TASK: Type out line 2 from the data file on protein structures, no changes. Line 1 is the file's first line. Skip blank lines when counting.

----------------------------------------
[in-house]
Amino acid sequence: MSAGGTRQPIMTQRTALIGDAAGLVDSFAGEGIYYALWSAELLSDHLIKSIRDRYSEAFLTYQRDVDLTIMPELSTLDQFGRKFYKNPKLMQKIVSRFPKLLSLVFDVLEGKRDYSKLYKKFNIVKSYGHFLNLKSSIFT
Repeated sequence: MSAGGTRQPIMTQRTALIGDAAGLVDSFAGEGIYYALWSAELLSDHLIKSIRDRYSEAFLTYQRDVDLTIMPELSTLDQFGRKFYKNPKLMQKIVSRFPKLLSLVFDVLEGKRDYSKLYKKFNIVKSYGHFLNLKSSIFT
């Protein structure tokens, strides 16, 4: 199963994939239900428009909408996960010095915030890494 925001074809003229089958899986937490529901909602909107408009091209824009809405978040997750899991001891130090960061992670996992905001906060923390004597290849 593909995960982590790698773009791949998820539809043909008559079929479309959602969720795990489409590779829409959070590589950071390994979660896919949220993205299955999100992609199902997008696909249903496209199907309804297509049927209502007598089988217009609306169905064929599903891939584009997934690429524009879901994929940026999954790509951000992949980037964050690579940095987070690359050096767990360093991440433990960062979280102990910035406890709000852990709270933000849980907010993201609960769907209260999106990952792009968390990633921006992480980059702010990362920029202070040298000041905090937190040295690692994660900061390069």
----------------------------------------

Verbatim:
Amino acid sequence: MSAGGTRQPIMTQRTALIGDAAGLVDSFAGEGIYYALWSAELLSDHLIKSIRDRYSEAFLTYQRDVDLTIMPELSTLDQFGRKFYKNPKLMQKIVSRFPKLLSLVFDVLEGKRDYSKLYKKFNIVKSYGHFLNLKSSIFT